How sustainable technology is moving from smart homes to smart cities

Building(s) for the future

Why It Matters

The way we build and operate our buildings now and into the future will be nothing like the past. But advances in technology alone are not enough – behaviours, culture, regulations, and policies also need to change.

Photo: Sidewalk Toronto

Welcome to Part 4 of Future of Good’s series on social purpose real estate (SPRE). 

From the way we buy and sell goods and services, to how we communicate with friends and strangers alike, it would be difficult to name a part of our lives that hasn’t been transformed by advances in technology. To use the lingo favoured by Silicon Valley, entire industries have been “disrupted” by new entrants who are using technology to leapfrog the status quo – and real estate is no different.

Technology is helping to make real estate more sustainable – from how buildings are designed and constructed to how we operate and interact with them in the real world as tenants, residents, and neighbours.

 

Straws, sticks, and bricks

The way we build our buildings, at least in Canada and the U.S., hasn’t changed much for a very long time: houses are framed using wood, and taller buildings with steel and concrete. However, business as usual is about to change, thanks to technological advances in building materials.

Take concrete, for example. It’s found in almost every modern structure we build, but the production of its primary ingredient, cement, comes with a tremendous carbon footprint. A Canadian company has invented a new type of concrete that uses waste carbon dioxide as an input, instead of producing its own, resulting in a stronger building material that is still familiar to builders and compatible with existing equipment. The imperative to reduce the carbon emissions of our buildings has also spurred new developments, like graphene-based paint that can absorb CO2 from the atmosphere.

Old-fashioned wood is also having its moment in the spotlight as it sheds its outdated perception as a fire hazard unsuitable for large buildings. New techniques known as cross-laminated and glue-laminated timber can create building blocks that are strong enough to take the place of concrete slabs and steel beams, but at a fraction of their weight. If harvested from sustainably-managed forests, timber buildings can sequester carbon with the added bonus of being built quicker than the traditional methods of welding steel and pouring concrete. 

However, these advances in technology need to be accompanied by advances in our ways of thinking as well. To use our buildings as carbon sinks, we need to think beyond construction to consider a building’s entire life cycle. Our usual practice of demolishing buildings simply releases the sequestered carbon back into the atmosphere. Similar to how our recycling system works on the principle that materials can be easily separated and sorted, our buildings will need to be constructed such that their individual components can be disassembled, salvaged, and reused elsewhere. Again, technology is facilitating this process with digital records and databases that track every individual building component’s future value and suitability to be recycled, but will also require a wholesale shift in economic mindset, regulatory culture, and political will.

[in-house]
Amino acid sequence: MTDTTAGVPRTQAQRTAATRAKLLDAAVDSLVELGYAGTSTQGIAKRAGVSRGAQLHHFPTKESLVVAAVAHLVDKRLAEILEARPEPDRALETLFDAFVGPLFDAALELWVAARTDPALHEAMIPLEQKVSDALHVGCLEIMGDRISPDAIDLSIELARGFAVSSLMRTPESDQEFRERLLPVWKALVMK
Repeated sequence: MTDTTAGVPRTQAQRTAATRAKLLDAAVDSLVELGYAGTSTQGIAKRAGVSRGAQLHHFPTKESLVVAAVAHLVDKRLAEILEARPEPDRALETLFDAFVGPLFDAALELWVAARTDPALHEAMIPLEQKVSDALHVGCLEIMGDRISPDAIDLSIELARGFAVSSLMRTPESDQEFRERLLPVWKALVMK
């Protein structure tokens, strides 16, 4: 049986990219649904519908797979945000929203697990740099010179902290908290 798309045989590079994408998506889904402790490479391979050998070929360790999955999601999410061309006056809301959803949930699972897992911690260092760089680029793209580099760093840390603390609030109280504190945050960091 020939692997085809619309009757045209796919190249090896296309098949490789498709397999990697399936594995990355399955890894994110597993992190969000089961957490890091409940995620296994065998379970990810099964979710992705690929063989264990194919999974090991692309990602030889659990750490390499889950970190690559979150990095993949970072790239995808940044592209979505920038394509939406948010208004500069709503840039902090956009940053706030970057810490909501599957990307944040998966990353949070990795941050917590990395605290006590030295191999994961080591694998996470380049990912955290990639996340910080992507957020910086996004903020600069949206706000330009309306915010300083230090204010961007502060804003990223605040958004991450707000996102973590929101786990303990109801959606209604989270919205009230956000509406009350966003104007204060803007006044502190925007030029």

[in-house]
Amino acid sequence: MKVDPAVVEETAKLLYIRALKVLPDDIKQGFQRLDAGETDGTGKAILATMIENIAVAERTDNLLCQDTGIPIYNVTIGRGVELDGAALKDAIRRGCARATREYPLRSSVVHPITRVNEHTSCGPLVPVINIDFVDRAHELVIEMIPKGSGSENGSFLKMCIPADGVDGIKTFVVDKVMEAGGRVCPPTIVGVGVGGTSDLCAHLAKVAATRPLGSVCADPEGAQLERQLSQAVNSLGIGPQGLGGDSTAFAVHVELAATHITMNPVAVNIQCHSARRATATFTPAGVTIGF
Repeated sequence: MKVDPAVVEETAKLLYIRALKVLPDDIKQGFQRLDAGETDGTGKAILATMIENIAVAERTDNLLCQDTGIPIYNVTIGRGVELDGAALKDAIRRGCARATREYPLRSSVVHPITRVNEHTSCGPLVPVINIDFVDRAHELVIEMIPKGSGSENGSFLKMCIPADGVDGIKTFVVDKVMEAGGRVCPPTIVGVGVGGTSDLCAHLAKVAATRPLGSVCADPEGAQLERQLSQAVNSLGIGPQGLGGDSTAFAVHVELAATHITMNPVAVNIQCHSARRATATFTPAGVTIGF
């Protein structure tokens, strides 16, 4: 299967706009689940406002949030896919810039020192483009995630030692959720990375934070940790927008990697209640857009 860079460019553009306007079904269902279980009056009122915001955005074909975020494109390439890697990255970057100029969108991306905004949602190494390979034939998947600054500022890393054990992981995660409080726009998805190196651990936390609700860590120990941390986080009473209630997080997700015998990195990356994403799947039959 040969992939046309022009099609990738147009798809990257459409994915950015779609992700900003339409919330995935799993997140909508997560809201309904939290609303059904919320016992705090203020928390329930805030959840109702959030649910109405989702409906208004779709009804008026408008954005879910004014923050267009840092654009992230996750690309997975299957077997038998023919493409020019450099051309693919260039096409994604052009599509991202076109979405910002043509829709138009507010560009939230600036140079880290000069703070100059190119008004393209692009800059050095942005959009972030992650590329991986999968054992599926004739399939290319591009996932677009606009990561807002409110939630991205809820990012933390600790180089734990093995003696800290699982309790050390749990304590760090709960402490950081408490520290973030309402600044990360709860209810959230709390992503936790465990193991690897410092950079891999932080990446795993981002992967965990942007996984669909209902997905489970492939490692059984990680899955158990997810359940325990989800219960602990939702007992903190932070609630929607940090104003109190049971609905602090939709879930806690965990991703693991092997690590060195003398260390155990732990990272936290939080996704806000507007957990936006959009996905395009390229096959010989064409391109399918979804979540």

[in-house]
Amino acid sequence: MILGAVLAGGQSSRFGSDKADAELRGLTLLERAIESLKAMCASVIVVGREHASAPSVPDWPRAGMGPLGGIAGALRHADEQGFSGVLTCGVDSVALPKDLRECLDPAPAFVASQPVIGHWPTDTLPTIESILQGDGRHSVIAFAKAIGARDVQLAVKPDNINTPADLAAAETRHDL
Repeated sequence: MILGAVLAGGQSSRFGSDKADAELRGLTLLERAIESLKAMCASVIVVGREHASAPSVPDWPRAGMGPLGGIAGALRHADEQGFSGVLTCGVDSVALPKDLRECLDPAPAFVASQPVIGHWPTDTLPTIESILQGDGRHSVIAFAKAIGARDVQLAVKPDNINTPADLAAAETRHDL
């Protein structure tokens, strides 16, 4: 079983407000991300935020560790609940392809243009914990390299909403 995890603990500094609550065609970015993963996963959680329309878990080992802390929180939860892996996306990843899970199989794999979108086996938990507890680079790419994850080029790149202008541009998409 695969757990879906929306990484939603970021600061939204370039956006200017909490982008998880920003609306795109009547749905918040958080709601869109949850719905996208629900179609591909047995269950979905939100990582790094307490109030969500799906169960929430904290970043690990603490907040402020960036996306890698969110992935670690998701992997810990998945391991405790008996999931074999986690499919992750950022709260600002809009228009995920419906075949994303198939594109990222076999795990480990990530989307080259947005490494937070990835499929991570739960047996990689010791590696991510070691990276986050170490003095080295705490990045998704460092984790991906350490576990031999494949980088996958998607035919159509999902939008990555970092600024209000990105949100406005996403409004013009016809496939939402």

The mail-order home of the 21st century

The benefits of carbon-reducing technologies are not limited to tall or large-scale buildings. Advances in manufacturing techniques of residential homes also have the potential to reduce emissions and waste, as well as mitigate the effects of the affordability crisis we covered in our previous article on impact investing. 

One example is the increasing popularity of pre-fabricated, modular housing. In contrast to the common practice of transporting building materials to the job site, where construction is at the mercy of the weather and other unforeseen delays, prefab housing is manufactured indoors in the controlled environment of a factory, which produces less waste with the help of more precise computer-aided machinery. The pieces are then transported to the site and assembled 20-50 percent more quickly than a traditional build, thereby also saving on labour costs. Prefab homes are usually designed in a modular fashion, to allow for larger or different floor plans. If additional technologies are used to minimize energy usage and incorporate reclaimed or recycled materials, the potential outcome is a home with a drastically smaller carbon footprint, built faster and with considerable savings in operating costs. 

A closely related but even more nascent innovation is the “3D printed” house. Using the same basic principle as any 3D printer you would find at a library or makerspace, but using concrete instead of plastics, it is now possible to 3D print a 500 square foot house in 24 hours, at a cost low enough for a rural family with a median income of less than $4 a day. While it’s too early to determine the full impact of this new capability (including both benefits and downsides), it has obvious implications for any community around the world that’s struggling with a housing and homelessness crisis.

 

From smart homes to smart buildings